South Africa coach Rassie Erasmus has a potential selection headache after third-choice scrum-half Cobus Reinach scored the fastest ever Rugby World Cup hat-trick in a dazzling individual display during Tuesday’s 66-7 Pool B win over minnows Canada.

The opposition may have been weak in comparison to what the Springboks will face in the tournament’s knock-out stages, but Reinach’s clinical personal performance was eye-catching, and his 11-minute hat-trick showed off his all-round qualities.

“We are fortunate to have three quality nines,” Erasmus told reporters in Kobe on Tuesday.

“Everybody knows Cobus’ X-factor, I knew his dad well and the moment he sniffs space, he has got exceptional speed.

“He has not had a lot of game-time since I have been coach, it has only really been now at the World Cup.”

His effort beat the previous record held by former Australia fullback Chris Latham, who took 25 minutes to score three times in a 142-0 thrashing of Namibia at the 2003 tournament.

Reinach, the son of former Bok wing Jaco, who died in a car accident in 1997, has watched as Faf de Klerk and youngster Herschel Jantjies have been preferred in what Erasmus terms his ‘A-team’ that played against New Zealand and Italy in the pool.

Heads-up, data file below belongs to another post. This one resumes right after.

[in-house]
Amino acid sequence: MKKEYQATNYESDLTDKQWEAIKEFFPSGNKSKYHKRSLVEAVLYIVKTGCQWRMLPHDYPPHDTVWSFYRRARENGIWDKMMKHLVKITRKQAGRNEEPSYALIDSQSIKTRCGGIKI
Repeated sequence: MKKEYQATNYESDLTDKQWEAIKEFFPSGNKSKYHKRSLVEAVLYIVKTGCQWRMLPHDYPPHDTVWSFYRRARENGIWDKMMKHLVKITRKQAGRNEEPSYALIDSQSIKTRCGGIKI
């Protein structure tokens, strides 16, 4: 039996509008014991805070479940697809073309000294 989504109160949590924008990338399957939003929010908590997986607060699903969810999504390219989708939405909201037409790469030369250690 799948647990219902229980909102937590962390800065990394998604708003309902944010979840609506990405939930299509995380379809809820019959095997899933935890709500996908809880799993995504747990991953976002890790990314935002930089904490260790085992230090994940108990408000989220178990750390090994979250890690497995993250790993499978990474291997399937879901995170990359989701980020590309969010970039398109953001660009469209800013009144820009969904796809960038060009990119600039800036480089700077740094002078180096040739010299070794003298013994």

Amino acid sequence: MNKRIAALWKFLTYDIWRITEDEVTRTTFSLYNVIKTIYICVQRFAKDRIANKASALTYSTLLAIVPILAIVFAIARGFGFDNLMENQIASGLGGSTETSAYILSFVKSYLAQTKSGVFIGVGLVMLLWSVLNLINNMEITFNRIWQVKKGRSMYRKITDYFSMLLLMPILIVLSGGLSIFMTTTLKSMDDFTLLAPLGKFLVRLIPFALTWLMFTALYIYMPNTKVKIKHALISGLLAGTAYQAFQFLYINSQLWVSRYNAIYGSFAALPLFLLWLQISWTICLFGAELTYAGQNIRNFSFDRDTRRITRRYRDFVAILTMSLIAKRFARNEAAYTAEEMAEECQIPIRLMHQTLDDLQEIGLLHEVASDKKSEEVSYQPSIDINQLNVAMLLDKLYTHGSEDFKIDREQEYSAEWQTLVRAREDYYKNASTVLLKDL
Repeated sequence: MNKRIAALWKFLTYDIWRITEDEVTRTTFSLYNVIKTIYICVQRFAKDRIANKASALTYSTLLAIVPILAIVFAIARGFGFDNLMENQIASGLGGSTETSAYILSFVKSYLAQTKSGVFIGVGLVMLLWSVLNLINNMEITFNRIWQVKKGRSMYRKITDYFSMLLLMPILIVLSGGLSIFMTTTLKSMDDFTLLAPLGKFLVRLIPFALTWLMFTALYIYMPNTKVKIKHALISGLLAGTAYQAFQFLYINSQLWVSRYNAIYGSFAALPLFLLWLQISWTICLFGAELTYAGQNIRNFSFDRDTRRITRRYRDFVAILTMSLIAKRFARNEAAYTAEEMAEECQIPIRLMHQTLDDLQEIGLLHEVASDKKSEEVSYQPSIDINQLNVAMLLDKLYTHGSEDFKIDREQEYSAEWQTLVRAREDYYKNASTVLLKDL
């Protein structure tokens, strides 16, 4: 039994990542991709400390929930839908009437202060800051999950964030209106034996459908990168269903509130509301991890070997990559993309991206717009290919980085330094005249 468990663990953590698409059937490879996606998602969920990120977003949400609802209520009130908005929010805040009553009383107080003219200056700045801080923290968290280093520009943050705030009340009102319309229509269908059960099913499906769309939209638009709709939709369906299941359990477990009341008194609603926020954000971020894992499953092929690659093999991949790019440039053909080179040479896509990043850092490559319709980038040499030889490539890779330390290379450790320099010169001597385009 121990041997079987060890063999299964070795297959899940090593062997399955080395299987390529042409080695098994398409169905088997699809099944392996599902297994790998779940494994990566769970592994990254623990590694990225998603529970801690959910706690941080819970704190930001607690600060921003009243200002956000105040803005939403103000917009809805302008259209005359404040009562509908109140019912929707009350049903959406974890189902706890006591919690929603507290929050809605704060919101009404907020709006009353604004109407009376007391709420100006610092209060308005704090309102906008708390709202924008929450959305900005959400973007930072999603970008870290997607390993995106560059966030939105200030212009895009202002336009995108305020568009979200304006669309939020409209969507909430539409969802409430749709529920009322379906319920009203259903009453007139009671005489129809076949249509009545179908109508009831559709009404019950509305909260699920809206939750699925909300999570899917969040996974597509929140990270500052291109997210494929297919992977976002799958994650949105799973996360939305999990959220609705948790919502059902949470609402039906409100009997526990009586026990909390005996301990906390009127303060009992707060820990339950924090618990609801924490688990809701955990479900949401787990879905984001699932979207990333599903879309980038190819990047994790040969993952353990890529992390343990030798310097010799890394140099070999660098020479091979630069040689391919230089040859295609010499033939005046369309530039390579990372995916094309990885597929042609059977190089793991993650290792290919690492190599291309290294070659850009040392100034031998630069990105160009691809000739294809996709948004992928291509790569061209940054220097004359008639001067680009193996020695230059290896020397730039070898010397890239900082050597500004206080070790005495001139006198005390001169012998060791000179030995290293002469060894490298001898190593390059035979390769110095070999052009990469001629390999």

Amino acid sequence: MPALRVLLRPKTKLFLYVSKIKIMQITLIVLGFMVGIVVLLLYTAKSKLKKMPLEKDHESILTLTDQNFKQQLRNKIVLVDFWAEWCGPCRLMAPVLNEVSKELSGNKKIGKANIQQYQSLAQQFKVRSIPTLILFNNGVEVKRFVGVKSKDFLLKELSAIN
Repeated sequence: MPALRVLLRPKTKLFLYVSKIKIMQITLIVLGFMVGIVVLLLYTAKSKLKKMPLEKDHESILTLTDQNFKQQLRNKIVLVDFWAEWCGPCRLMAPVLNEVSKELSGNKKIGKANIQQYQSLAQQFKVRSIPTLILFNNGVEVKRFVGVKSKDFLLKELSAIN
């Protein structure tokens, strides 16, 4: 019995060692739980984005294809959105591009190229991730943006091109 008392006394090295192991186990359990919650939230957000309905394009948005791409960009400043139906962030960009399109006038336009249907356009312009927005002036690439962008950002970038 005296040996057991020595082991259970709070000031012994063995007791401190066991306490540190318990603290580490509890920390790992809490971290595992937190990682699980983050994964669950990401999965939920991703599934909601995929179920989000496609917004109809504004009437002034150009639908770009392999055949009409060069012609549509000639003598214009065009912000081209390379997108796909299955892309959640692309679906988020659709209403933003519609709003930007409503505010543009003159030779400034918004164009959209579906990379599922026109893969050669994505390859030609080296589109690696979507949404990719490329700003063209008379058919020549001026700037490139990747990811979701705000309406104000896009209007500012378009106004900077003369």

But his second try was one of the best individual efforts of the competition so far as he picked up the ball at the base of the ruck in his own 22, made a line-break and chipped the ball over a lone defender before collecting the kick and dotting down.

“He is a guy that when he gets space and is free, he has good anticipation, he is away. He is very opportunistic,” Erasmus said.

The Boks were dominant in the first half as they ran in seven tries and led 47-0 at the break, but found the going tougher in the second period when they started making unforced errors.

Erasmus was hesitant to suggest any of the side had put up their hand to make it into his A-team ahead of the quarter-finals.

“We have to see who our opponents will be. Japan and Ireland bring different things – one is aerial, one is nice clean rucks, one is forward dominant. Scotland plays a different way as well,” he said.

“So it is difficult to say this person or that one has put up their hand.

“And the moment the decision-making time gets cut down with quicker line-speed and pressure (against better opponents) in the quarter-finals and semi-finals, things change as well.”